Are you weighing up the cost of an annual season ticket? Me too. But committing to a whole year… that’s a long time. So why is there no such thing as a three or six-month season ticket?
Train tickets are expensive. Particularly when travelling into the nation’s capital from, say, most places.
Luckily, to avoid us handing over vast wads of cash on a daily basis, season tickets are available. Existing in seven-day, monthly and annual forms, if you’re a regular train traveller they can save you a lot of money.
If you’re a commuter who takes the train five days a week, this Conversation deals with an issue that is likely to affect you. Or if you commute less frequently but still need a season ticket, check out the Campaign for Better Transport’s guest Conversation on flexible season tickets.
‘But wait!’ I hear you shout, ‘of course there are three and six-month tickets’ – the National Rail Enquiries online season ticket calculator clearly displays seven-day, one-month, three-month, six-month and annual season ticket options by default.
But season tickets are seemingly only sold in seven-day, monthly and annual form – with each tier offering a significant saving on the last. It turns out that the three and six-month prices are for illustrative purposes only.
This is my problem. It’s a big leap from monthly to annual, and I want some intermediary steps that offer reasonable savings.
The Cambridge commuting conundrum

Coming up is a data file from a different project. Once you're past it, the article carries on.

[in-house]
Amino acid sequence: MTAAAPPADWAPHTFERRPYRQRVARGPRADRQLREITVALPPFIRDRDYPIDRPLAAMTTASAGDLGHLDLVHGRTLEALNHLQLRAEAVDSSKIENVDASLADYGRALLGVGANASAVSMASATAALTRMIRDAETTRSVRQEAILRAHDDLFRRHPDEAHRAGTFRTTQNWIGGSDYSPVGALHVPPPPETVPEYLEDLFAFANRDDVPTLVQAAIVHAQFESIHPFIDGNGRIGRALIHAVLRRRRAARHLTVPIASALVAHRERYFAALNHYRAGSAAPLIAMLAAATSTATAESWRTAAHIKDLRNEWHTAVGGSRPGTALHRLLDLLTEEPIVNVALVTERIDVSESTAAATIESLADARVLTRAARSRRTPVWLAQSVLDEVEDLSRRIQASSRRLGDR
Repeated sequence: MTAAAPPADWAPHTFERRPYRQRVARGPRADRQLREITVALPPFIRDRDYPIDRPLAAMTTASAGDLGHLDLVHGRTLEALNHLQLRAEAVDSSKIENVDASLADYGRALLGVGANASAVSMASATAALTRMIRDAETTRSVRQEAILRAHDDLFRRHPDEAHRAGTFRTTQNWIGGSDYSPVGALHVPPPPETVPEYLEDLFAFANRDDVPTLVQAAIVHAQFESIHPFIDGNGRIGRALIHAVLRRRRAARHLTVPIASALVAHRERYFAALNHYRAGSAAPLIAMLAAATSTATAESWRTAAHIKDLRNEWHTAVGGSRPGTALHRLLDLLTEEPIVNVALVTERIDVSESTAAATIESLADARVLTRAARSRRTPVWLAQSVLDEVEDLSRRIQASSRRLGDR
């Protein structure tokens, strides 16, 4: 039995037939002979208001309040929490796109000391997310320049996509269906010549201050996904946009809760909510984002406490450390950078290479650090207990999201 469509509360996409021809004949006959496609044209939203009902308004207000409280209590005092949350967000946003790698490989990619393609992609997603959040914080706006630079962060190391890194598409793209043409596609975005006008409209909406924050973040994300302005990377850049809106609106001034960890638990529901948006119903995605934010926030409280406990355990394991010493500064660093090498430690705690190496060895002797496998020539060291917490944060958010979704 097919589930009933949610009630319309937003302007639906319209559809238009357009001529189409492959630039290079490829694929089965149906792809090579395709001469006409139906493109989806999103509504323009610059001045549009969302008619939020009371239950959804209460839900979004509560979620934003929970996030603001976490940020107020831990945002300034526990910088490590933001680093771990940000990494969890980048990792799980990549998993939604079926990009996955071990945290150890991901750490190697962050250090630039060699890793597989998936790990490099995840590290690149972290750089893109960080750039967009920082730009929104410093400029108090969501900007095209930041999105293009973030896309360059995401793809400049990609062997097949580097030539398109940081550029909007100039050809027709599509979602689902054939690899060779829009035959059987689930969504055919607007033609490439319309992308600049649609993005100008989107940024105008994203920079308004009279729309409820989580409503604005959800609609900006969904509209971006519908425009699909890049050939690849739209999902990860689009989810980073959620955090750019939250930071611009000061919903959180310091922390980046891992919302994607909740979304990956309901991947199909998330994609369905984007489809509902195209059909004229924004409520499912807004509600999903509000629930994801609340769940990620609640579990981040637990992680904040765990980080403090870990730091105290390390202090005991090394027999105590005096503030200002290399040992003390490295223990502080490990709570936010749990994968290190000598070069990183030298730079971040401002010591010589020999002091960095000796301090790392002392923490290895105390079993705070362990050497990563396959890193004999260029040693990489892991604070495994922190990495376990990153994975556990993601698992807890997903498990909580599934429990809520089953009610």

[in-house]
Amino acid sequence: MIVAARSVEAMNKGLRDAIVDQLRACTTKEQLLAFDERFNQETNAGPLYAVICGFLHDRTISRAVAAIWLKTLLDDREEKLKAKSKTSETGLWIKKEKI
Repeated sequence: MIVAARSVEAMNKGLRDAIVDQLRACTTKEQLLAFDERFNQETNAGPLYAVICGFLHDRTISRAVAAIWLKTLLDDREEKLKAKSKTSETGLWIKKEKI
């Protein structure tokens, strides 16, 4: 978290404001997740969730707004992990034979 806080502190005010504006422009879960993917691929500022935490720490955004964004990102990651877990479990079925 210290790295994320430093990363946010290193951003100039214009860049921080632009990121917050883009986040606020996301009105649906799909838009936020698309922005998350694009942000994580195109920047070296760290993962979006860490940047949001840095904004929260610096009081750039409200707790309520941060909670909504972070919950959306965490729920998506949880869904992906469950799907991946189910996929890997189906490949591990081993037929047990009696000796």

Let me present you with an example journey. Cambridge is less than an hour away from King’s Cross, and by almost pure coincidence, is just where I happen to commute from. Here is what someone like me, who commutes in from Cambridge five days a week, would pay (prices do not include tube travel):
- £36.00 per day for an anytime return ticket (or £180 for five daily tickets)
- £106.00 for a weekly season ticket (weekly saving of £74 or 41% on five daily tickets)
- £407.10 for a monthly season ticket (monthly saving of £52.23 or 11% on equivalent weekly tickets)
- £4,240 for an annual season ticket (annual saving of £645.2 or 13% on 12 monthly tickets)
Six months, as quoted on the National Rail Enquiries season ticket calculator, would cost £2,442.30 – that’s a magnificent saving of 30p compared with six separate monthly tickets.
For three months its £1,221.20, you’ll save 10p compared to three separate monthly tickets. Amounts so negligible it’s almost not worth mentioning.
Do you want another option?
Why can’t train companies offer multiple season tickets that offer a saving for every month booked at once? That is, a four month ticket offers a better discount than three month tickets, which in turn is better than a two month ticket.
Our rail expert Richard Dilks comments:
‘An industry that’s actually focused on meeting customers’ needs would have come up with something more flexible than what’s currently on offer. The Department for Transport is currently running a ticketing review and is explicitly asking for passengers’ views on the issues debated. One of those issues is more flexibility in ticketing.’
Could you see yourself making use of three-month, six-month or nine-month train tickets if they offered a reasonable discount at each stage?